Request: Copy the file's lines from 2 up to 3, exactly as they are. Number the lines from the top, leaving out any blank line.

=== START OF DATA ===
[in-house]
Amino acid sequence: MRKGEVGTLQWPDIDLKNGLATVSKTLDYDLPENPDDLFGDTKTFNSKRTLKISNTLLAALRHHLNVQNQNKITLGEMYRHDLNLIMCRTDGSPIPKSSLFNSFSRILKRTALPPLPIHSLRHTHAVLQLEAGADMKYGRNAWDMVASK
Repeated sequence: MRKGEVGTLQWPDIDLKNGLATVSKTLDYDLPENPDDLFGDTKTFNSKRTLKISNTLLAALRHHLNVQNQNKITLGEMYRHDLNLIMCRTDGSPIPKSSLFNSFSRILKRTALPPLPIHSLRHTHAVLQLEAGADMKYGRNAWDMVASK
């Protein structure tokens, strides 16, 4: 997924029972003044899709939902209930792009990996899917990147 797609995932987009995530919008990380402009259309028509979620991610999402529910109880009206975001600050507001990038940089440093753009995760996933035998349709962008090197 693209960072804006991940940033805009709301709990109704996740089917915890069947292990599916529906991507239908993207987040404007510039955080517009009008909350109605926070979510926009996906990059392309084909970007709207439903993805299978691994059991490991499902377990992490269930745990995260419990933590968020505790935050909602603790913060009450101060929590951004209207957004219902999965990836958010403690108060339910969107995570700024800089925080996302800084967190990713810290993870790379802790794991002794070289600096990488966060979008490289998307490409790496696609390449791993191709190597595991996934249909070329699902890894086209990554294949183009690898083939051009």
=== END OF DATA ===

Amino acid sequence: MRKGEVGTLQWPDIDLKNGLATVSKTLDYDLPENPDDLFGDTKTFNSKRTLKISNTLLAALRHHLNVQNQNKITLGEMYRHDLNLIMCRTDGSPIPKSSLFNSFSRILKRTALPPLPIHSLRHTHAVLQLEAGADMKYGRNAWDMVASK
Repeated sequence: MRKGEVGTLQWPDIDLKNGLATVSKTLDYDLPENPDDLFGDTKTFNSKRTLKISNTLLAALRHHLNVQNQNKITLGEMYRHDLNLIMCRTDGSPIPKSSLFNSFSRILKRTALPPLPIHSLRHTHAVLQLEAGADMKYGRNAWDMVASK